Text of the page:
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Why A DNA Test Result Might Be Inconclusive

posted by DNA Identifiers @ 1:56 PM
Friday, September 11, 2009

By Jessica

Why a DNA Test Result Might be Inconclusive Most of the time, a DNA test will provide a conclusive result, whether it confirms a biological relationship or identifies an unknown sample. Sometimes, however, an inconclusive result may be obtained. Why might that be? There may be many reasons, but here are several.

First of all, some samples may not yield sufficient DNA profiles, which would mean that there would be a lack of sufficient data for use in calculating a conclusive result. Insufficient data may tend to come from non-standard or forensic evidence samples, which may be old or degraded. Time and storage conditions can greatly affect the viability of DNA samples. Usually, new samples must be obtained, if available, in order to determine a conclusive result or, perhaps, other, more sensitive testing methods may be utilized.

In a parentage test, specifically one between an alleged parent and child only, a mutation can sometimes be found. Mutations are differences in alleles, which usually vary by one unit, i.e. alleged parent has a 10 allele and the child has an 11 allele. Known mutations have a specific frequency in any given racial population. When that frequency is figured into the Probability of Parentage, it will lower that percentage and sometimes can cause it to fall below 99%. In this instance, it would be recommended to have the other, known parent provide a sample, or if that is not possible, perform extended testing to see if the

Probability of Parentage increases.

In other relationship tests, like those between siblings or grandparents and grandchildren, the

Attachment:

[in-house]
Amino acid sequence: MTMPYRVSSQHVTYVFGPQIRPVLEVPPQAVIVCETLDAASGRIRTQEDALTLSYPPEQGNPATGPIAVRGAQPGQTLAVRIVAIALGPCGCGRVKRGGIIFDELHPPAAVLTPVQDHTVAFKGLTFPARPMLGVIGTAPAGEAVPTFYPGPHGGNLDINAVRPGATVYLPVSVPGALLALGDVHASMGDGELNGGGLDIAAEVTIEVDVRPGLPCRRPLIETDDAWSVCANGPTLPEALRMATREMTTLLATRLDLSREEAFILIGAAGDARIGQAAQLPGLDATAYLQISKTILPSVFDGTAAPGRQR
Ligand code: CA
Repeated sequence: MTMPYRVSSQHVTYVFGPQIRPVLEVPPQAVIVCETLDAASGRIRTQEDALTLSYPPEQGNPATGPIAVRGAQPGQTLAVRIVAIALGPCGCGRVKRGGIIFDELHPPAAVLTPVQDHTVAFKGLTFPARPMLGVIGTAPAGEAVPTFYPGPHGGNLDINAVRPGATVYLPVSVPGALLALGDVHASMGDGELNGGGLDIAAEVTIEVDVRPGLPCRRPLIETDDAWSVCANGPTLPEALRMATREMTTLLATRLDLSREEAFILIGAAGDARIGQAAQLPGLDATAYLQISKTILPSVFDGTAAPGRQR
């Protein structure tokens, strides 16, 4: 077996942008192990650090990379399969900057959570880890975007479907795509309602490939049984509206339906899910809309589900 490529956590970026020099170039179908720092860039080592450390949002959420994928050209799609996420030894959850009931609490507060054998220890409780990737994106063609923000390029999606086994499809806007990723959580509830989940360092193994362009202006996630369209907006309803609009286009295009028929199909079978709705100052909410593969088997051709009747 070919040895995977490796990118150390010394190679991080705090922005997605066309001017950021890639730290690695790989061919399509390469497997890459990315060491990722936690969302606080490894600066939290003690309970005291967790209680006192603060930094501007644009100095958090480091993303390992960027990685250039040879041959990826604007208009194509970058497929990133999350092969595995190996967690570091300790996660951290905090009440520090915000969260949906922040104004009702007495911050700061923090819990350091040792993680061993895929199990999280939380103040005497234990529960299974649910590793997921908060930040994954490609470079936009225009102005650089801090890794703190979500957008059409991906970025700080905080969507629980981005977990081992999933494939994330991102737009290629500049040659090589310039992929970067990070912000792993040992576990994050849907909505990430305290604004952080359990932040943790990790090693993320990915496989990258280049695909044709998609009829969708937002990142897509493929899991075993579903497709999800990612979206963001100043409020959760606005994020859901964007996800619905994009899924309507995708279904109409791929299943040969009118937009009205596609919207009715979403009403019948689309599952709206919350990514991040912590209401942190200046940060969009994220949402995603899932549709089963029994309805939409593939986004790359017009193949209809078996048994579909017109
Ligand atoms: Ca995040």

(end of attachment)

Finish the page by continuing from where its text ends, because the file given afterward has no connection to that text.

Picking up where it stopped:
Probability of Relationship may fall into an inconclusive range. This is because these individuals have a second degree relationship and will likely share fewer similarities in their DNA profiles than would a

parent and child
(first degree relationship). If, for example, a siblingship test resulted in a 70%

of Relationship, it would be considered “uncertain” that the individuals would be related as such. If the individuals were, in fact, biological siblings, testing of their parent(s) would result in an increased

of Relationship, thereby confirming the fact that they were siblings. Extended testing of additional markers might also be an option for increasing

of Relationship in a situation like this.

Lastly, contaminated samples can be cause for inconclusive results. If a sample is contaminated, showing DNA from more than one person, a mixed DNA profile will result and may be reported as inconclusive, depending upon what the situation is. In forensic cases, contaminated samples are common, such as in the case of a perpetrator/victim scenario. Known DNA samples from the perpetrator and victim would have to be obtained and tested to determine whether they could be contributors to the mixed DNA profile. Samples can also become contaminated by handlers or improper storage and/or exposure.

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